|La Bombonera, also in Old San Juan, has been around for 100 years, dishing out authentic PR cuisine.|
In recent years, San Juan has come alive as a culinary destination, with top chefs blending a sophisticated New York/L.A. approach with a traditional Caribbean sensibility. These chefs are bringing the island’s cuisine—influenced by Caribbean, African and European traditions, and emphasizing pork and seafood—to a higher level, incorporating mainland techniques and ideas. With plenty of slick, cutting-edge restaurant décor and stylized dishes, and an appreciative clientele of both locals and tourists, San Juan feels more and more like the culinary capital of the Caribbean.
Barbara Tasch Ezratty, editor of Tables, A Guide to Dining in Puerto Rico, says San Juan has seen an explosion of “must-visit” restaurants in the past five years. And while the southern half of Old San Juan’s Fortaleza Street (SoFo) is the go-to spot for many of the city’s trendiest eateries, many of the hottest new entries are just across the bridge in “new” San Juan—specifically the Condado area.
Take the case of Chef Wilo Benet, who mans the stoves at Pikayo, which moved from the San Juan Museum of Art to the Conrad Condado Plaza Hotel in 2009. His über trendy takes on the traditional (shrimp with bacon mofongo and saffron broth, or red snapper with pastel and chorizo emulsion) are as modern as the clean, chic setting. Benet also helms Varita, a new wood-burning rotisserie restaurant in Condado, as well as the casual eatery, Payá, in Guaynabo’s City View Plaza.
Condado also boasts the new Jam Rum Bar, the latest from Peter Schintler and the team behind the stylish Marmalade restaurant on SoFo. It boasts 50 types of rum, a locally driven, Caribbean/Latin-inflected menu focusing on seasonal ingredients, and cool tropical décor. Head to Dayn Smith’s Perla, in the renovated Renaissance La Concha Resort, for seafood in a serene setting surrounded by a reflecting pool. Or snag a reservation at the older, but still hot, Budatai, from celebrated Chef Roberto Treviño—with its ocean views, mother-of-pearl columns, marble floors, and Asian dishes with a Latin bent (crab shumai with chorizo and lemongrass).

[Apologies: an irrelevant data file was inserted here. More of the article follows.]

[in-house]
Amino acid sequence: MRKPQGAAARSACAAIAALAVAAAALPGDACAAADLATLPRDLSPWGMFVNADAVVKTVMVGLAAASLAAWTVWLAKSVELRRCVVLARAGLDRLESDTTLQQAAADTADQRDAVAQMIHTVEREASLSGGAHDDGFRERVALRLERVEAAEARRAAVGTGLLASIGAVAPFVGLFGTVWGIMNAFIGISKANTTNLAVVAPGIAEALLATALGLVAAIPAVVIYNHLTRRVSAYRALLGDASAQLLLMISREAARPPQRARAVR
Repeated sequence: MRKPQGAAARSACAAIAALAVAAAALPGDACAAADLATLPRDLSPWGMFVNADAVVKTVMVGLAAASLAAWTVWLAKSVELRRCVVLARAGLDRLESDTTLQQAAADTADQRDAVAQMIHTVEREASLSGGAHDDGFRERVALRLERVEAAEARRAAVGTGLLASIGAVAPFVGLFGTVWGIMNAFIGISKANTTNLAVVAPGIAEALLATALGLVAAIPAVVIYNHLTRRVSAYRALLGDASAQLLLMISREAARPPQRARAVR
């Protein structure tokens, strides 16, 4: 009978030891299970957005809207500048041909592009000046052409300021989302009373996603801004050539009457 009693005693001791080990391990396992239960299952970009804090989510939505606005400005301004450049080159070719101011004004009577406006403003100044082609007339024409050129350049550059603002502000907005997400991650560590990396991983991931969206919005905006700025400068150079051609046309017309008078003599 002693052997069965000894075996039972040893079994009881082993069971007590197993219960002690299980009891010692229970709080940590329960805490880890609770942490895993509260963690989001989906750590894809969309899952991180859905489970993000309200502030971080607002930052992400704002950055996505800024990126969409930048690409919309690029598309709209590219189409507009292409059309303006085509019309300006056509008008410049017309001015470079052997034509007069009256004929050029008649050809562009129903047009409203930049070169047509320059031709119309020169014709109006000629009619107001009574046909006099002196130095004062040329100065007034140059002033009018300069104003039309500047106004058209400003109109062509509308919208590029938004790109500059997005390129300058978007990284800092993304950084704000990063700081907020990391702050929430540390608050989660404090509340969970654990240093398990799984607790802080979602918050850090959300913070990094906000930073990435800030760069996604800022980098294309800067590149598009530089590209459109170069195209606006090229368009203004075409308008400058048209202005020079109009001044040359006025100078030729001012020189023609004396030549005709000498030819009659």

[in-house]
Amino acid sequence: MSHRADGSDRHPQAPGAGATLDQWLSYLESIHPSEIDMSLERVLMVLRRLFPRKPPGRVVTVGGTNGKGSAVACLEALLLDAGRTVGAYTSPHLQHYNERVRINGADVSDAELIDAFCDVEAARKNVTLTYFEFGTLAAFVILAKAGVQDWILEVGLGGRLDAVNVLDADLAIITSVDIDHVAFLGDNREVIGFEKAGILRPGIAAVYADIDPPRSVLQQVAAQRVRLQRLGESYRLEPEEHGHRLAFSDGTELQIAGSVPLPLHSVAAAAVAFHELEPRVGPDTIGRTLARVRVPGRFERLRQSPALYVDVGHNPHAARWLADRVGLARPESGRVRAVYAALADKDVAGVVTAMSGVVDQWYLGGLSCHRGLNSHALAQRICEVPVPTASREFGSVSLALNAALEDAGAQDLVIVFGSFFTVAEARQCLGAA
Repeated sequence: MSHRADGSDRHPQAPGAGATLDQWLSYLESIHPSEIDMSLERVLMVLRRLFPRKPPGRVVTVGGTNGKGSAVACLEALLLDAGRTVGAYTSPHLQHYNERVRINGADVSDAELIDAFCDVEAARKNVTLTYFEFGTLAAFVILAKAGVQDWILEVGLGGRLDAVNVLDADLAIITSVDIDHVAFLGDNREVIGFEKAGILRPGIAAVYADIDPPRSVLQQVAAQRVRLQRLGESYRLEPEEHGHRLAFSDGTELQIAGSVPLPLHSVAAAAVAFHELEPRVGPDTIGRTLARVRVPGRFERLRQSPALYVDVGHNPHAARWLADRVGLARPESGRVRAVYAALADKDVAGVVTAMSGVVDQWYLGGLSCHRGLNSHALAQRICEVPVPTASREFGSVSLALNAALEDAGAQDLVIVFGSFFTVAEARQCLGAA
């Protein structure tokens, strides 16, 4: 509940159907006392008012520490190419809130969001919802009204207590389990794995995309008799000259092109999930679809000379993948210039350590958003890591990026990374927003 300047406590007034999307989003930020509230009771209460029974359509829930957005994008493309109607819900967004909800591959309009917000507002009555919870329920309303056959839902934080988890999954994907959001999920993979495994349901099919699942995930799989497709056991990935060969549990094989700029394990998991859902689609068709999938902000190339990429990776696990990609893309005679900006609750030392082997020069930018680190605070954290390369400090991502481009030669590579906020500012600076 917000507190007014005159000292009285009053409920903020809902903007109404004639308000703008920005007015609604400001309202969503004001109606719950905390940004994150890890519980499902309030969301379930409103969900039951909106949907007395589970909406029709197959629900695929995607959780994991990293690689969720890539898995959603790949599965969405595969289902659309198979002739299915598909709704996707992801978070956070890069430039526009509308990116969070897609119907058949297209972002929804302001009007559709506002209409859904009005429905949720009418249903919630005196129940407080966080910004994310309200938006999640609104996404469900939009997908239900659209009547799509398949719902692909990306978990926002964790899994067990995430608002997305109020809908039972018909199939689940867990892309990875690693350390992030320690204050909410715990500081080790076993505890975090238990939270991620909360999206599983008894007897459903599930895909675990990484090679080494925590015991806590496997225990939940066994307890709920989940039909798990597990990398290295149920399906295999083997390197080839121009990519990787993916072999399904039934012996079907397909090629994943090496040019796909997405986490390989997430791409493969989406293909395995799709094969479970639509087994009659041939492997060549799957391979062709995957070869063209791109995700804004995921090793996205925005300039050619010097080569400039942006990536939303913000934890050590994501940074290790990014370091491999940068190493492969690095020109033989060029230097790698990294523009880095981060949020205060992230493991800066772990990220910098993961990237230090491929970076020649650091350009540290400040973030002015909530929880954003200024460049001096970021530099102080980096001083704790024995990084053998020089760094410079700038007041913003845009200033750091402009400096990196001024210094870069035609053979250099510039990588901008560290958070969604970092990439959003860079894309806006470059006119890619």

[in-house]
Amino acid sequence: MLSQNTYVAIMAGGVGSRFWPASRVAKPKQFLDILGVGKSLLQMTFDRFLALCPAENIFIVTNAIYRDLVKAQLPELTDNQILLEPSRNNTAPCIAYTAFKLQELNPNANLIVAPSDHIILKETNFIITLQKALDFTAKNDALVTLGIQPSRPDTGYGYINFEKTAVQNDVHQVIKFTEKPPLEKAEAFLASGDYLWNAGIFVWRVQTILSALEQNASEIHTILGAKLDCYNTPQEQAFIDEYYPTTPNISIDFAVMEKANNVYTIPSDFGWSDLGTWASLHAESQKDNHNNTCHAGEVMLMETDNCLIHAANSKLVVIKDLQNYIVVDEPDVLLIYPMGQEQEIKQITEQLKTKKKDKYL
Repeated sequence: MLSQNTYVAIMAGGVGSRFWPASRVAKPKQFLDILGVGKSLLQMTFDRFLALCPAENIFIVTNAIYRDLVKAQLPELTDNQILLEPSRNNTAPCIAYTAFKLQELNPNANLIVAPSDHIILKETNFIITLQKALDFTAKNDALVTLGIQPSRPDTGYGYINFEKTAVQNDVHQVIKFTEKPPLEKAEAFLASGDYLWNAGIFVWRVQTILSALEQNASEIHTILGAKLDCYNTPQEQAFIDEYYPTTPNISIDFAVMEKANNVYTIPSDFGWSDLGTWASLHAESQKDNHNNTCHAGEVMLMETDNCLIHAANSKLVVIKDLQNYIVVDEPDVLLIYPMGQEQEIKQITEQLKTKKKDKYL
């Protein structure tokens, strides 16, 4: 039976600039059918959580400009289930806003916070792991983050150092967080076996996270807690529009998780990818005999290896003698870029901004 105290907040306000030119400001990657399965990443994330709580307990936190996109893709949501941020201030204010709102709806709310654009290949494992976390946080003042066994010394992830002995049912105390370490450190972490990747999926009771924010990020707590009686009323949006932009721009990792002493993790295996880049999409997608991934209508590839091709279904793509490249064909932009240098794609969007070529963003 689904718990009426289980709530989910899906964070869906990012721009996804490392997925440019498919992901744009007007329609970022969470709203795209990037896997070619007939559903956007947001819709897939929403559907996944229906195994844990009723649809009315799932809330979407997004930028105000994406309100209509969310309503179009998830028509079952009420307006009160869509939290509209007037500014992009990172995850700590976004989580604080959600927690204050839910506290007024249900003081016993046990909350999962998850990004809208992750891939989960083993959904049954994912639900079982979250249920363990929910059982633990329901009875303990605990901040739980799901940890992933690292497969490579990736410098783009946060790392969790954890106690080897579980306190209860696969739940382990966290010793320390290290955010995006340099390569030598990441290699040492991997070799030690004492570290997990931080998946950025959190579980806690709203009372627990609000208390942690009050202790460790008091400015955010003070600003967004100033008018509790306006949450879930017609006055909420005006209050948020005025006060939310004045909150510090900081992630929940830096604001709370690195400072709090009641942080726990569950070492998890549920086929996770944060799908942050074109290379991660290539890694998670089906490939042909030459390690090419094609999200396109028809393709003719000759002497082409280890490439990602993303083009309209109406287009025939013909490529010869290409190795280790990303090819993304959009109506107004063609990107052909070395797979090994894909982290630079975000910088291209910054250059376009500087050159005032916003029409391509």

|Trois Cent Onze is a longstanding favorite in Old San Juan where Chef Juan Peña serves up a French-inpsired menu.|
Equally praised is Juan Bodegas’ newly revamped former Compostela, reborn as the tapas and wine bar, Bodega Compostela with more than 50 types of tapas (try the salt-cured foie gras). Indeed, if you walk along Condado’s Ashford Avenue these days, you’ll find dining that runs the gamut from sushi to Italian to Chinese to steakhouses. But, often, a local twist keeps things interesting.
Pass The Arroz Con Gandules…
Still, many visitors are interested in the real thing—comida criolla or traditional, old-school local cuisine, reflected in dishes such as arroz con gandules (rice with pigeon peas), asopao (a hearty gumbo), pasteles (banana leaf-wrapped meat pastries) and mofongo (mashed plantains and pork cracklings).
The tourist board is giving a boost to purveyors of traditional dishes with the creation of its Mesones Gastronomicos program. The project seeks to make it easier for visitors to find restaurants that serve an authentic taste of Puerto Rico by providing a list of such eateries. Its support of food festivals (see sidebar) has also pushed up the interest barometer.
Wherever you go in Puerto Rico, however, you’ll find food stands and eateries so small you can’t discern a name. And visitors are getting more adventurous in the sampling of Puerto Rican (PR) cuisines, say locals, courtesy of TV personalities like the Food Network’s Daisy Martinez, who highlights the country’s cooking, and Travel Channel’s No Reservations host Anthony Bourdain.
One place to experience local flavor in San Juan is around the Santurce Market (you may see some of the island’s chefs searching the market for fresh inspiration). Live bands on Friday nights add to the festive atmosphere. Here, the unassuming restaurant Jose Enrique is a prime example—its PR menu is scrawled on a chalkboard and simple wooden tables and local artwork complete the laid-back feel. In Old San Juan, head to La Fonda del Jibarito (eljibaritopr.com) or the 100-year-old La Bombonera for authentic PR dining.
What’s New in Old San Juan… and Beyond
Old San Juan is, of course, the locus of many of the trendiest eateries—from the longstanding Parrot Club, Aguaviva and El Toro Salao to Carli’s, Tantra and Trois Cent Onze. Newer entries include the nuevo Latino steakhouse Fogata Latino Bar & Grill in the Sheraton Old San Juan, from the folks behind the Parrot Club.
Meanwhile, in Isla Verde, the first Puerto Rican outpost of the New York-based restaurant Brother Jimmy’s BBQ opened in the El San Juan Hotel, where an outdoor party scene along with a décor heavy on vintage license plates and college pennants draws a lively crowd. The hotel also sports a hot spot, Koco, from the ubiquitous team behind SoFo’s Aguaviva and the Parrot Club. And the posh Ritz-Carlton, San Juan in Isla Verde has partnered with Puerto Rico’s first female sushi chef, Keiko Yabuuchi, on The Ocean Bar & Grill. In recent years, Ritz-Carlton has debuted branches of two New York institutions—BLT Steak and Il Mulino.
|El Toro Salao meaning “The Salty Bull,” is a well-known tapas spot.|